The aim of Libra is to eliminate the massive international fee charged by credit card companies and digital payment systems. The stablecoin is meant to allow users to pay for goods and services via its app, Messenger and WhatsApp, while dis-intermediating payment systems, regardless of where the users are based in the world.
Whether Libra will achieve its ambition is still uncertain, but there are many other stablecoins already in circulation, with the aim to go global, such as Gemini Dollar, the first regulated stablecoin, USDCoin and MakerDAI.
Addressing the pain points of crypto
The global decentralised financial sector (also known as DeFi) is committed to addressing the traditional pain points of cryptocurrency so that stablecoins can be used for retail payments.
It is already creating the foundations and infrastructure to accommodate digital currencies and to create a new world of financial services that can support new innovations in finance – with the same checks and balances as the old world of traditional banking and fiat currencies that still dominate our global system.
While stablecoins are being explored to manage the volatility of digital currency, cybersecurity specialists are focusing extensively on safeguarding digital assets to expedite mass adoption.
Custodial wallets are being created with the most sophisticated technology so that people can store their cryptocurrency with the peace of mind they’ve come to expect with their traditional assets and account services.
Innovations as facilitators
New innovations like MoonPay are also making it easier to buy cryptocurrencies with fiat with just a few clicks from your mobile phone. This addresses another major pain point for those who’ve struggled to buy and sell crypto on an exchange platform by facilitating the instant purchase of major cryptocurrencies.
Another great advancement in the DeFi space is MetaMask, a browser plugin that allows users to make Ethereum transactions through regular websites. It facilitates the adoption of Ethereum because it bridges the gap between the user interfaces for Ethereum.
Without question, these types of technologies are paving the way for the mainstream acceptance of crypto payments. Major retailers must now acknowledge the inevitable future of digital currencies and embrace crypto as a way to pay for their goods and services.
So far, retailers such as eGifter, Gyft, Starbucks, Shopify, Overstock and Microsoft are beginning to accept digital currencies, while a company called Moon is taking matters into its own hands by helping customers pay for goods on Amazon using Bitcoin – even if the e-commerce platform doesn’t formally accept them.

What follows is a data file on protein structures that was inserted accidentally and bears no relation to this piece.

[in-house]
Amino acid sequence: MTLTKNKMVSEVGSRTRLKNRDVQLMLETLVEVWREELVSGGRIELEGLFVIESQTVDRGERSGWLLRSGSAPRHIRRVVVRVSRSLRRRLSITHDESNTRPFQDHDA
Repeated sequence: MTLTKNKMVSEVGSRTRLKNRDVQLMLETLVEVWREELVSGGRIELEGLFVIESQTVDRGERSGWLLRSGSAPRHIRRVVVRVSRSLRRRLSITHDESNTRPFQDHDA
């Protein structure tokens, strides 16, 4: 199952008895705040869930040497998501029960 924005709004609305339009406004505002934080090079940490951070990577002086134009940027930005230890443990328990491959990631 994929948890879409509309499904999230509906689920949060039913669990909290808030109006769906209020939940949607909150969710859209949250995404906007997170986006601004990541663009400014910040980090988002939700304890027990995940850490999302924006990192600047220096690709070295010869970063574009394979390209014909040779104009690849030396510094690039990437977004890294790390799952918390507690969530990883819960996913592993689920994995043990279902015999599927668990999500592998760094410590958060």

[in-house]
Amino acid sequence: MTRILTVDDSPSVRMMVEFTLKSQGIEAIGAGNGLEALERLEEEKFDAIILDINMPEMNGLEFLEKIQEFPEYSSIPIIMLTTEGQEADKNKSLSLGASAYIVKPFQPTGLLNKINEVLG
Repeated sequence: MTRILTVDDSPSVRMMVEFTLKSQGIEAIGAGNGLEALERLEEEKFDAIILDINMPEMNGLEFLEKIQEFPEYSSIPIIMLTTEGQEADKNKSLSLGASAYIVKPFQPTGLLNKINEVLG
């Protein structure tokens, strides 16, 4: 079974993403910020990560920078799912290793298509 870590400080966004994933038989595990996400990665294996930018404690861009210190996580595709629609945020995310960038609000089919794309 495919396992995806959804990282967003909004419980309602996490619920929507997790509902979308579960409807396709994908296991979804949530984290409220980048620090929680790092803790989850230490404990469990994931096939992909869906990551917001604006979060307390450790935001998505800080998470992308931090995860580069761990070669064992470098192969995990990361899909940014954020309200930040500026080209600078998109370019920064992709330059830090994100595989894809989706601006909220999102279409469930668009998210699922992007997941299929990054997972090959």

Moon does this by using its technology to allow payments with cryptocurrencies using current payment methods.
After installing the extension, Moon automatically tracks when customers are at the Amazon checkout page and inserts the company’s own payment widget. You are able to see how much you are going to pay in cryptocurrencies before the transaction is made.
In France, a cryptocurrency payment system developed by Global POS and Payments Platform Easy2Play will allow an estimated 4 million customers to make crypto payments at over 25, 000 stores across France in 2020. Over 30 major retailers have agreed to accept Bitcoin including
American footwear company Foot Locker, sportswear giant Decathlon, cosmetics retailer Sephora, and furniture and home decor store Maisons Du Monde.
A turning point for cryptocurrencies
This is a real turning point for cryptocurrencies – and France’s bold move should inspire other countries and major retailers to follow suit.
Digital currencies are a byproduct of the digital world we live in and whether we believe in them or not – one thing is certain- Bitcoin, Etherieum and other altcoins are here to stay.
Over $275 billion worth of cryptocurrency is already in circulation – and the number continues to grow. Why not make it easier for people to spend it on things they want to buy?
Crypto payments are an inevitable part of the future and major retailers have got to prepare for this reality, and embrace it.
A whole landscape has already developed, with the first wave of service platforms and providers interacting with decentralised currencies like Bitcoin and Ethereum with ways to onboard consumers from fiat currencies to crypto, to exchange between cryptocurrencies or create borrowing mechanisms.
That’s crucial to extend the advantages of decentralisation and capture the full lifecycle and potential of this asset class – from issuance, through transfer, and then into lending, as well as creating algorithmic stablecoins like MakerDAO.